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Do we use these data structures?

  1. Mar 14, 2013 #1
    I have seen many data structures like stacks, queue, binary search tree, avl tree etc.
    Except stack and queue do we actually use these data structure outside the field of computers?

    Suppose I want to store by books(or any other stuff) according to some priority I would not use a binary heap to store my things, will I? I will just keep them in sorted order.

    So the question is - that are these data structures only optimal for computers or can they be used outside computers too?
  2. jcsd
  3. Mar 14, 2013 #2


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    Graph data structures are used in different disciplines. For example, the transportation industry relies heavily on graphs (the abstract data type) in order to plan shortest routes, most efficient routes, etc.. The Traveling Salesman Problem is an example of using data structures for business travel (not computers).

    Pick up some books on algorithms or advanced data structures and you'll get a better understanding of their uses outside of computers / programming.
  4. Mar 15, 2013 #3
    Okay I guess I didn't make my question clear enough. What I meant to ask was that the algorithms we study - are they good enough to be used by humans too. Of - course they are good for the use of computers but we don't seem to use these algorithms when we have to do a similar task.
    For eg:- We won't use a min-heap to find minimal element, we won't use quicksort to sort elements etc.
  5. Mar 15, 2013 #4


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    Mechanical card sorters use a bin sort, where operator has to collect and reload the input tray for each charcter of the field used to sort the cards.

    Libraries use catalogues similar in concept to a search tree, you select a draw based on the leading letters of a title (or author), then further reduce this to a group of cards based on the tabs separating the groups of cards in each drawer.
  6. Mar 19, 2013 #5
    It's not about the quality of the algorithm. It's the fact that a computer solves a task algorithmically and humans have different ways of doing it.

    The way humans sort things is pretty the same as the insertion sort algorithm: they find the highest element, move it to the top, then repeat for the next highest element.

    Binary search is used many times in by humans too, for example those stupid games where some says "guess a number" and then tells if you it's higher or lower, etc.

    There's many examples of ways in ways in which humans do use computational algorithms, and as you have noticed, many examples of ways in which they prefer to use natural intelligence.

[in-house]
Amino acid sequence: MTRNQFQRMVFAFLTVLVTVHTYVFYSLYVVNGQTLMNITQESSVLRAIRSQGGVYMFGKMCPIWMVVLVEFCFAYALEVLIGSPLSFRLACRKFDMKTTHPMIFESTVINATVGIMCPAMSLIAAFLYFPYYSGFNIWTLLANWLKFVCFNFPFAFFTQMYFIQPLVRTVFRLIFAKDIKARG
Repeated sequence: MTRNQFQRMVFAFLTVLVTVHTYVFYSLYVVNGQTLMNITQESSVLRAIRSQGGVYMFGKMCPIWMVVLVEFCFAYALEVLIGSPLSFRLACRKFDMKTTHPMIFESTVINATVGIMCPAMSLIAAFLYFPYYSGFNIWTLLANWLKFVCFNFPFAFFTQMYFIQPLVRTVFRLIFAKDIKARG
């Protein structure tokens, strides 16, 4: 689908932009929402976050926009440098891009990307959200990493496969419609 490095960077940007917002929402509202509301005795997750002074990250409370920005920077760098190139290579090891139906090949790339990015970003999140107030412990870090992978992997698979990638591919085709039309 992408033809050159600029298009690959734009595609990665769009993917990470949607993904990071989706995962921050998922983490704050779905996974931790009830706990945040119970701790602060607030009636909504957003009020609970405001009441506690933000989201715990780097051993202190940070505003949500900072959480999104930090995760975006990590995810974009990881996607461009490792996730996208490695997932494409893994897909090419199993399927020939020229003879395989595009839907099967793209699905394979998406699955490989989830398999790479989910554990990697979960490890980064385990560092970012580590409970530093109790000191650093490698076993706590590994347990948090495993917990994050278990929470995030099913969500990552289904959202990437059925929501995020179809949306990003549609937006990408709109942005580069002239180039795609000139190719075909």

7. Mar 21, 2013 #6


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    When you look up something in a dictionary or phone book, just for example, you probably are approximating a binary heap algorithm. Besides opening the phone book randomly and starting to do a binary search, I know that Smith ('S' in this example) is already towards the end of the alphabet, so I'm not going to open the phone book right in the middle to start searching for Smith. To search for Abbott, I would open it immediately very near the beginning.
  8. Apr 23, 2013 #7
    What I actually wanted to ask was - In a computer science course we study different algorithms and data structures to efficiently store data and get our results. Of-course these methods are used in programs and applications.

    But why don't we use these techniques outside the realm of computers. If I want to keep my books such that latest one is one the top shelf why don't people use a heap or something?
    OR perhaps people do use these techniques but don't realize that these are named computer techniques?
  9. Apr 23, 2013 #8


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    These abstractions are used all the time. We stand in a queue at the grocery store (but in the US, we call it a waiting line, not a queue or FIFO). We stack papers and go through them starting with the one on top (last in, first out, or LIFO--but people have no name for this approach). Some organizations have call lists, where the starting caller contacts maybe 5 people, and each person then contacts another 5 people. And there are lots of other examples. We sort things to make them easier to find--as in the phone book.

    The fact is, the data structures came AFTER all those real-life strategies, and programmers gave them descriptive names and created yet newer ones with more precise definitions (think, doubly linked lists) to help solve programming problems. That's why so many have names from real life--tree, heap, pruning, etc
  10. Apr 24, 2013 #9
    Since the mechanism of natural intelligence is not yet understood, I think this is an open question.

    No doubt we know all of the physical laws required to create a computerised "human brain" but we don't know how to fit the parts together.
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